Longhorn legend Cat Osterman, record-breaking pitcher, announces retirement on 30th birthday

Christian Corona

Former Longhorns pitcher Cat Osterman announced her retirement from competitive softball Tuesday. 

The four-time All-American is the only player in college softball history to win national college player of the year three times. After setting Texas school records in career ERA (0.51), wins (136), shutouts (85) and no-hitters (20), Osterman moved on to professional softball, winning a pair of National Pro Fastpitch championships and an Olympic gold medal at the 2004 Athens games.

“As I turn 30 … I’m announcing I will hang up my cleats after this 2013 NPF season,” Osterman tweeted Tuesday, her 30th birthday. “Thank you again everyone for the love and support. I’m blessed. Looking forward to making my last season a good one!”

The only player to ever have the country’s best ERA in three different seasons, Osterman struck out 14.4 hitters per seven innings during her Longhorns career, an NCAA record. She fanned 554 hitters as a freshman in 2002, an NCAA record at the time, before she broke it as a junior and senior. Osterman held opposing hitters to a .095 batting average during her career and recorded 2,265 strikeouts.

When Osterman focused on playing for the U.S. Olympic softball team in 2004, Texas went 24-25, the program’s only losing season in the last decade. Osterman tossed 14.67 scoreless in the 2004 Olympics en route to helping the U.S. win gold.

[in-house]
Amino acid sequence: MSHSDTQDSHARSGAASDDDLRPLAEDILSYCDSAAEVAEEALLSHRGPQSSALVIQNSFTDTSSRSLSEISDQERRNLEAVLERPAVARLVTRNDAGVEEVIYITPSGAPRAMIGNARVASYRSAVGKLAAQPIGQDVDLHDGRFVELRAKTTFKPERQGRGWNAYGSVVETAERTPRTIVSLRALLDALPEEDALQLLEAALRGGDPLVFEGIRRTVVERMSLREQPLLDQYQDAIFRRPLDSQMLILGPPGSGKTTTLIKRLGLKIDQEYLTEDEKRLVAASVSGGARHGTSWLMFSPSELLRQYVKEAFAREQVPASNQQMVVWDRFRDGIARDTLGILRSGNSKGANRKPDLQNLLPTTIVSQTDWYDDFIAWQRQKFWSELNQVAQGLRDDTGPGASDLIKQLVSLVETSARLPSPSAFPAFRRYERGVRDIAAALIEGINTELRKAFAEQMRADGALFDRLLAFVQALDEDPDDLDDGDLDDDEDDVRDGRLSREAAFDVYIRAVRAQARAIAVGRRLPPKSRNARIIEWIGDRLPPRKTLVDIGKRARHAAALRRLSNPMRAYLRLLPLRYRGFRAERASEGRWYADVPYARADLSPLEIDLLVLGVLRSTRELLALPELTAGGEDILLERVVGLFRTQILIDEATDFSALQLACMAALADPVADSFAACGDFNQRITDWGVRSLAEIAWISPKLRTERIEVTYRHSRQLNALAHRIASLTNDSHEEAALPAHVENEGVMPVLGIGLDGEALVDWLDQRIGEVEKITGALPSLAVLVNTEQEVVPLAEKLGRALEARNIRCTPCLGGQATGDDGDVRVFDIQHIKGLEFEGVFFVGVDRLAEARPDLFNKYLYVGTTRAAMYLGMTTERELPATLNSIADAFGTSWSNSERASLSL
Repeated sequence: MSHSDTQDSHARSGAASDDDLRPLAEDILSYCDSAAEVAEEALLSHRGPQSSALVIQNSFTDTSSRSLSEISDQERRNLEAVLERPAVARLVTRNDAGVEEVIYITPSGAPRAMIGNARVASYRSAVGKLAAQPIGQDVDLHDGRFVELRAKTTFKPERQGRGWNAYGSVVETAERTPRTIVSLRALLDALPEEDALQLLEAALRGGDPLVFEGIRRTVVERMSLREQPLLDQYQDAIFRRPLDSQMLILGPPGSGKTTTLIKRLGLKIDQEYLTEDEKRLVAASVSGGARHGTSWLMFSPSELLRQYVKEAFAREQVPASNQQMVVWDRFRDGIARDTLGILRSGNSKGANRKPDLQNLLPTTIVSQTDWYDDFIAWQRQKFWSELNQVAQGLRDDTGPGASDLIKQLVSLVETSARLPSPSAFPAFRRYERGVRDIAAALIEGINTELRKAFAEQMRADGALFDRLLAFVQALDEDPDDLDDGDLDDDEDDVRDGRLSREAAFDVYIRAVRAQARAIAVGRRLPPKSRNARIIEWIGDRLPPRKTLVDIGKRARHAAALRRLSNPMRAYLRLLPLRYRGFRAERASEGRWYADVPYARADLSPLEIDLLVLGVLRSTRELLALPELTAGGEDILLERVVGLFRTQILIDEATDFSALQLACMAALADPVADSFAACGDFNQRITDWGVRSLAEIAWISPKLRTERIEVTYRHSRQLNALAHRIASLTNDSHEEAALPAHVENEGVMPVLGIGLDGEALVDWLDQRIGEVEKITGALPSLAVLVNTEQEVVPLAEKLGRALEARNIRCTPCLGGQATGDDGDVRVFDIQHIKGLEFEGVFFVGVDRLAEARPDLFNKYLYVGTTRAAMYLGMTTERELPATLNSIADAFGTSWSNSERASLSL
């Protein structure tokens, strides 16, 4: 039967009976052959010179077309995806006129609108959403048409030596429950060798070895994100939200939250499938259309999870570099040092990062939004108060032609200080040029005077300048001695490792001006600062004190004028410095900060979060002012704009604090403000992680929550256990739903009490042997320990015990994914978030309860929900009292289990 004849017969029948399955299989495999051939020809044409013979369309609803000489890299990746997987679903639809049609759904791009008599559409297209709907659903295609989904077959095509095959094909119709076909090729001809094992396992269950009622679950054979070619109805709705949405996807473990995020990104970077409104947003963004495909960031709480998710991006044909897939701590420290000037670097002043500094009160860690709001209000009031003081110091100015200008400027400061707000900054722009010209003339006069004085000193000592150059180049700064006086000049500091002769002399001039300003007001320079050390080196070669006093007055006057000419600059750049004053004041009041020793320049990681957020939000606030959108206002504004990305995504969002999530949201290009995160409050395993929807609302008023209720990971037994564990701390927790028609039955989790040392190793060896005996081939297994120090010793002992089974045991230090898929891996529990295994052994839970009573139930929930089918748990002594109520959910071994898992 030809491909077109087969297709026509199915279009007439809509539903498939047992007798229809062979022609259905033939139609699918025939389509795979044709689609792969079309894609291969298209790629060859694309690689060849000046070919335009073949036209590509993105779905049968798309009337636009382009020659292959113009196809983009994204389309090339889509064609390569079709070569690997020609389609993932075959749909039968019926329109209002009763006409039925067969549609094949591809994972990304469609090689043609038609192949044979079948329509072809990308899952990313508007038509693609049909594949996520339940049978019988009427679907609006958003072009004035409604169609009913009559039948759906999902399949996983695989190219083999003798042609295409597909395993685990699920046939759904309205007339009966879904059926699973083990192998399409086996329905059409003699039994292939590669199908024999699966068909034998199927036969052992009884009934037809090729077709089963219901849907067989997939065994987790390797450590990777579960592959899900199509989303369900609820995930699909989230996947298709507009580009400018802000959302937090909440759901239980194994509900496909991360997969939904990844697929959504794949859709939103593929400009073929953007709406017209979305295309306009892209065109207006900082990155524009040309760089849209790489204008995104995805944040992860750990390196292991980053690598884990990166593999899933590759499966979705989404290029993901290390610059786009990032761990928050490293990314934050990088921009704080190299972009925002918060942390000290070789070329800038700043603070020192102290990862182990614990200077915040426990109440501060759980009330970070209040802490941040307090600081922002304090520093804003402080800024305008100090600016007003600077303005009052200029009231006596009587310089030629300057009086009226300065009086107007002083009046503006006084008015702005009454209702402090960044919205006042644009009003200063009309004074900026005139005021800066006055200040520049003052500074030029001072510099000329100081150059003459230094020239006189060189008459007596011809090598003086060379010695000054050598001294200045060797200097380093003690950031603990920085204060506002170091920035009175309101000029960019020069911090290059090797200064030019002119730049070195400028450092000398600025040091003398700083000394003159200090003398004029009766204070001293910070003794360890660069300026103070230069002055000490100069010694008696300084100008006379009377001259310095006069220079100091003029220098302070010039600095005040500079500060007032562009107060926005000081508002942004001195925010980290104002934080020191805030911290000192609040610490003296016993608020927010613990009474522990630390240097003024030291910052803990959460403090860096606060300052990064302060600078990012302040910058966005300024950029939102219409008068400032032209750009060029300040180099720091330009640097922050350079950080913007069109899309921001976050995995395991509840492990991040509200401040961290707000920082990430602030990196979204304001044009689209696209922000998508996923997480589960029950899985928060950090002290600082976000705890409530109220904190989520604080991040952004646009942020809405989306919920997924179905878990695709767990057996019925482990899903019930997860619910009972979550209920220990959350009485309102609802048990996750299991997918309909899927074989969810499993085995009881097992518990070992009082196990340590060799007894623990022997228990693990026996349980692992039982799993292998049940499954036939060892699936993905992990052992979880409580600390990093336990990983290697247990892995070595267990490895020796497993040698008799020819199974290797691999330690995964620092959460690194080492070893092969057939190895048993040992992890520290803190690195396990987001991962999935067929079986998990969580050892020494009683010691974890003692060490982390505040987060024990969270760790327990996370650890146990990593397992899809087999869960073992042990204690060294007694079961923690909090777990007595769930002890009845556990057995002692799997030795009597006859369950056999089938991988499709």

Osterman, who led the NPF with a 0.72 ERA last season, is currently an assistant coach at St. Edward’s University under former Texas teammate Lindsay Gardner. Osterman and former Longhorns running back Ricky Williams were each inducted into the Texas Sports Hall of Fame in February. 

Texas had only played five seasons of varsity softball before Osterman arrived. The Longhorns lost both of their games of the only trip to the Women’s College World Series before Osterman led them to the WCWS three times — getting knocked out by UCLA before the national title round each time — and have not been back to Oklahoma City since.

“She has been the most iconic softball athlete at The University of Texas as well as in the state of Texas,” Longhorns Head Softball Coach Connie Clark said. “We are extremely proud of her and her representation of our program.”